House price inflation in England and Wales dropped sharply in December, according to the Land Registry.
Many commentators predict flat house price growth during 2008
Average prices fell by 0.4% in December, bringing the annual inflation rate down from 8.1% in November to 6.7% last month.
The December fall was the first decline recorded by the Land Registry since August 2005, although prices grew in three individual regions.
It said the latest data was "a clear indication of a weakening market".
The average house price was £184,469 in December compared with £186,009 in November.
Most regions showed monthly price falls, with the largest drop of 3.3% recorded in the East Midlands. Annual price inflation in the region now stands at 0.5%.
The largest monthly price growth was seen in the north-east of England, at 2.2%. Prices also grew by 1.1% in the East and by 0.6% in London.
The capital is still showing the highest annual price change at 14.3%, but the Land Registry said that was a result of very high price growth experienced at the end of 2006 and beginning of 2007, the effects of which would shortly drop out of the index.
The average price of a property in London was almost twice the average for England and Wales at £354,625.
The volume of transactions was also down on the same period last year, with an average of 103,374 per month in the months of July to October 2007, compared with 117,086 per month from July to October 2006.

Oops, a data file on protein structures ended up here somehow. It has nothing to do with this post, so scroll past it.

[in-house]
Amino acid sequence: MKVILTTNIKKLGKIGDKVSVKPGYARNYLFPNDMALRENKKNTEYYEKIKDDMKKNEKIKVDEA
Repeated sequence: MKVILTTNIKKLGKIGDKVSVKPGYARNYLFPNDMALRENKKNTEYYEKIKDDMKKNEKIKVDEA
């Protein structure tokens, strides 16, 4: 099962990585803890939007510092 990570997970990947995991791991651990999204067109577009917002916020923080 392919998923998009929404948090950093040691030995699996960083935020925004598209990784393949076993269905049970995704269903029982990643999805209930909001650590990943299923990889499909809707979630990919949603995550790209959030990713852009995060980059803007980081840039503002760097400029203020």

"This month's data provides evidence of a downward trend in house prices," said the Land Registry.
"Although the annual growth rate remains positive, this month's fall is a clear indication of a weakening market," it added.
All the major house price indexes are documenting the continuing property slowdown.
Recent data from the Department of Communities and Local Government (DCLG) revealed that prices fell by 0.8% in November.
The latest research from the Halifax bank and the Nationwide building society showed the market continued to weaken in December, showing annual price growth of 5.2% and 4.8% respectively.
Mortgage approval levels are also at a three-year low.
Earlier this month the Council for Mortgage Lending said gross lending was £22.6bn in December, down 25% from November and the lowest monthly figure since May 2005.
It said the problems in the credit markets were still limiting lenders' ability to advance money.
In common with many analysts, the CML has already predicted that house price inflation will be largely flat in 2008.
A smaller number of commentators have said they believe prices will actually fall.
The latest group to make such a prediction, the Centre for Economics and Business Research (CEBR), forecast that average property prices will drop by 2.5%, or £11,000, during 2008.
But the CEBR said it expected prices to recover during 2009, boosted by the likelihood of further interest rate cuts this year combined with supply shortages.
The Land Registry data is expected to lead to further calls on the Bank of England's Monetary Policy Committee (MPC) to cut rates at its meeting next week.
After voting unanimously to cut interest rates from 5.75% to 5.5% in December, the MPC decided to hold rates at its January meeting, but many economists believe a further rate cut is necessary.